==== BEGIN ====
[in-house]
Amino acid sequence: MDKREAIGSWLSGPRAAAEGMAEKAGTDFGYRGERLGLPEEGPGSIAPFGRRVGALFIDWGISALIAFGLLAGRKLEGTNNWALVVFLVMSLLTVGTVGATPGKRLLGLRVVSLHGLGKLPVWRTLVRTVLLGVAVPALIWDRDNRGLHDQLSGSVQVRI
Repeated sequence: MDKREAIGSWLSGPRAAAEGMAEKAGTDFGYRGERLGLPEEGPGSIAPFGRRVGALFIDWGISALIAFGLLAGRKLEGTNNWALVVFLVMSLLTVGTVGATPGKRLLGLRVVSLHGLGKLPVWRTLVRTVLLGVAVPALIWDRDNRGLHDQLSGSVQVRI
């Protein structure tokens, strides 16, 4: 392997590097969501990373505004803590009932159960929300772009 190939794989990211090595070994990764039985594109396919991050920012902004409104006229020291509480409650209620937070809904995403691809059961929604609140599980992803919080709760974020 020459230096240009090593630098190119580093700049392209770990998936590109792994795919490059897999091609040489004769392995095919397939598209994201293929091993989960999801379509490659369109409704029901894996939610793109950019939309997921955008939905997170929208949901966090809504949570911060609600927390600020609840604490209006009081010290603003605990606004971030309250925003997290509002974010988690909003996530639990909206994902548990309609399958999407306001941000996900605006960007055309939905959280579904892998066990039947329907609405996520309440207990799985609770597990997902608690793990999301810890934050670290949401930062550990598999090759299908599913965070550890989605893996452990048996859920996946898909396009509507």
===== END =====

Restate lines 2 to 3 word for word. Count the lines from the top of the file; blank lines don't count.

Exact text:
Amino acid sequence: MDKREAIGSWLSGPRAAAEGMAEKAGTDFGYRGERLGLPEEGPGSIAPFGRRVGALFIDWGISALIAFGLLAGRKLEGTNNWALVVFLVMSLLTVGTVGATPGKRLLGLRVVSLHGLGKLPVWRTLVRTVLLGVAVPALIWDRDNRGLHDQLSGSVQVRI
Repeated sequence: MDKREAIGSWLSGPRAAAEGMAEKAGTDFGYRGERLGLPEEGPGSIAPFGRRVGALFIDWGISALIAFGLLAGRKLEGTNNWALVVFLVMSLLTVGTVGATPGKRLLGLRVVSLHGLGKLPVWRTLVRTVLLGVAVPALIWDRDNRGLHDQLSGSVQVRI